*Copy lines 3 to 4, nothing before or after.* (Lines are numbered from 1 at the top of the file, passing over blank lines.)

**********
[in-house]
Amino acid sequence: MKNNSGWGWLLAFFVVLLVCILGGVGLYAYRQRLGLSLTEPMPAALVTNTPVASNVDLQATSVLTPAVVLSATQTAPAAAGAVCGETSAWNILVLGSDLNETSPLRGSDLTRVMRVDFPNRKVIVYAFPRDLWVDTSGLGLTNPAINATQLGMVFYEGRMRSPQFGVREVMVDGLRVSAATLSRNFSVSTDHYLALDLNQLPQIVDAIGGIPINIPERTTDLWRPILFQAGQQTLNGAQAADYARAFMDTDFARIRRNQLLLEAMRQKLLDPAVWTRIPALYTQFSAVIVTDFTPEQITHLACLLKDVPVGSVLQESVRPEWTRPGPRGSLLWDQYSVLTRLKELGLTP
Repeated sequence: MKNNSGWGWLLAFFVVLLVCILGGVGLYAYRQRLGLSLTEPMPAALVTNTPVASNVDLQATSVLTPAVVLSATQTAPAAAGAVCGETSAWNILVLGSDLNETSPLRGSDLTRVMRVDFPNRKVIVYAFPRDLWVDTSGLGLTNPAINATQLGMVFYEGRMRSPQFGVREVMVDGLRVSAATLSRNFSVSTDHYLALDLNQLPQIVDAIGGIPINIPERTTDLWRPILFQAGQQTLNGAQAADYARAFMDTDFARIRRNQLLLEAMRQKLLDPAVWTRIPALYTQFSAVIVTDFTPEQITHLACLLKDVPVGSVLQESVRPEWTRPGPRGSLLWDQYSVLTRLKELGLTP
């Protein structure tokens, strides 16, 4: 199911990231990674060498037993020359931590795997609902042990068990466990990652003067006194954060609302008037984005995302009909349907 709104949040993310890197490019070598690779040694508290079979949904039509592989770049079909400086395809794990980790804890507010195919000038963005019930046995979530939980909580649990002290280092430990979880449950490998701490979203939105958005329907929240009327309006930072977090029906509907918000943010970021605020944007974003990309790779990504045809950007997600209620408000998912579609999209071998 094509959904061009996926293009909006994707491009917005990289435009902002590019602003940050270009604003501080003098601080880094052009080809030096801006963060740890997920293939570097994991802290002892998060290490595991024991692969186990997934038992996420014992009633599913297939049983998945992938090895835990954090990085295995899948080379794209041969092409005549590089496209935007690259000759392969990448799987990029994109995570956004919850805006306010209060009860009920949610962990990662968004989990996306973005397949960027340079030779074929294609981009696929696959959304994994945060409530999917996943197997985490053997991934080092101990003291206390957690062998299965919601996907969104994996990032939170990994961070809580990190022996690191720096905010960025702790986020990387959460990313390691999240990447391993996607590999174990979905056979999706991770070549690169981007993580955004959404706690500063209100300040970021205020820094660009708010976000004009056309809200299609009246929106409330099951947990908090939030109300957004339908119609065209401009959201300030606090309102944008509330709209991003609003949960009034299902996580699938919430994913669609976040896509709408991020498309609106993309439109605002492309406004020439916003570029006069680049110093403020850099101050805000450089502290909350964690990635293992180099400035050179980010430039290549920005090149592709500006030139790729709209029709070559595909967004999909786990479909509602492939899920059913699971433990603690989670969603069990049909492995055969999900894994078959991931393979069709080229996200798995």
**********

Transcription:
Repeated sequence: MKNNSGWGWLLAFFVVLLVCILGGVGLYAYRQRLGLSLTEPMPAALVTNTPVASNVDLQATSVLTPAVVLSATQTAPAAAGAVCGETSAWNILVLGSDLNETSPLRGSDLTRVMRVDFPNRKVIVYAFPRDLWVDTSGLGLTNPAINATQLGMVFYEGRMRSPQFGVREVMVDGLRVSAATLSRNFSVSTDHYLALDLNQLPQIVDAIGGIPINIPERTTDLWRPILFQAGQQTLNGAQAADYARAFMDTDFARIRRNQLLLEAMRQKLLDPAVWTRIPALYTQFSAVIVTDFTPEQITHLACLLKDVPVGSVLQESVRPEWTRPGPRGSLLWDQYSVLTRLKELGLTP
């Protein structure tokens, strides 16, 4: 199911990231990674060498037993020359931590795997609902042990068990466990990652003067006194954060609302008037984005995302009909349907 709104949040993310890197490019070598690779040694508290079979949904039509592989770049079909400086395809794990980790804890507010195919000038963005019930046995979530939980909580649990002290280092430990979880449950490998701490979203939105958005329907929240009327309006930072977090029906509907918000943010970021605020944007974003990309790779990504045809950007997600209620408000998912579609999209071998 094509959904061009996926293009909006994707491009917005990289435009902002590019602003940050270009604003501080003098601080880094052009080809030096801006963060740890997920293939570097994991802290002892998060290490595991024991692969186990997934038992996420014992009633599913297939049983998945992938090895835990954090990085295995899948080379794209041969092409005549590089496209935007690259000759392969990448799987990029994109995570956004919850805006306010209060009860009920949610962990990662968004989990996306973005397949960027340079030779074929294609981009696929696959959304994994945060409530999917996943197997985490053997991934080092101990003291206390957690062998299965919601996907969104994996990032939170990994961070809580990190022996690191720096905010960025702790986020990387959460990313390691999240990447391993996607590999174990979905056979999706991770070549690169981007993580955004959404706690500063209100300040970021205020820094660009708010976000004009056309809200299609009246929106409330099951947990908090939030109300957004339908119609065209401009959201300030606090309102944008509330709209991003609003949960009034299902996580699938919430994913669609976040896509709408991020498309609106993309439109605002492309406004020439916003570029006069680049110093403020850099101050805000450089502290909350964690990635293992180099400035050179980010430039290549920005090149592709500006030139790729709209029709070559595909967004999909786990479909509602492939899920059913699971433990603690989670969603069990049909492995055969999900894994078959991931393979069709080229996200798995």